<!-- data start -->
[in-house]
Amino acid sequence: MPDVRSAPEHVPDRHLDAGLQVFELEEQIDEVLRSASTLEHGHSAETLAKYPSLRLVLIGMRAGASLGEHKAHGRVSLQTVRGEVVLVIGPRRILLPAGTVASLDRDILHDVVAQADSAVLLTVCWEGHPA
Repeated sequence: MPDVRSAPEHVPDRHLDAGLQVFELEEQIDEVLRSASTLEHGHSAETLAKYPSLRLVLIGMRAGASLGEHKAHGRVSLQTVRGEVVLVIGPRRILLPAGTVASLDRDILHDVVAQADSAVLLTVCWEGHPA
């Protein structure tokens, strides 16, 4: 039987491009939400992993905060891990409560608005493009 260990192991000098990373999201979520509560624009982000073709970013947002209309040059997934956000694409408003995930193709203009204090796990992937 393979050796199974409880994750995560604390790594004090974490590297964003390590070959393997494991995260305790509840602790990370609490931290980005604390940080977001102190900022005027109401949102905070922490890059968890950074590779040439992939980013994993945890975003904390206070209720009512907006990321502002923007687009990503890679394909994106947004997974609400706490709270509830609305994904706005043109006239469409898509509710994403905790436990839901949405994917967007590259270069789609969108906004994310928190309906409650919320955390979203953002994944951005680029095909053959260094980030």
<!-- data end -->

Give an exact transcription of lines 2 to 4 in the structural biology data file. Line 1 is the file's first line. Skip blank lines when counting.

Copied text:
Amino acid sequence: MPDVRSAPEHVPDRHLDAGLQVFELEEQIDEVLRSASTLEHGHSAETLAKYPSLRLVLIGMRAGASLGEHKAHGRVSLQTVRGEVVLVIGPRRILLPAGTVASLDRDILHDVVAQADSAVLLTVCWEGHPA
Repeated sequence: MPDVRSAPEHVPDRHLDAGLQVFELEEQIDEVLRSASTLEHGHSAETLAKYPSLRLVLIGMRAGASLGEHKAHGRVSLQTVRGEVVLVIGPRRILLPAGTVASLDRDILHDVVAQADSAVLLTVCWEGHPA
């Protein structure tokens, strides 16, 4: 039987491009939400992993905060891990409560608005493009 260990192991000098990373999201979520509560624009982000073709970013947002209309040059997934956000694409408003995930193709203009204090796990992937 393979050796199974409880994750995560604390790594004090974490590297964003390590070959393997494991995260305790509840602790990370609490931290980005604390940080977001102190900022005027109401949102905070922490890059968890950074590779040439992939980013994993945890975003904390206070209720009512907006990321502002923007687009990503890679394909994106947004997974609400706490709270509830609305994904706005043109006239469409898509509710994403905790436990839901949405994917967007590259270069789609969108906004994310928190309906409650919320955390979203953002994944951005680029095909053959260094980030």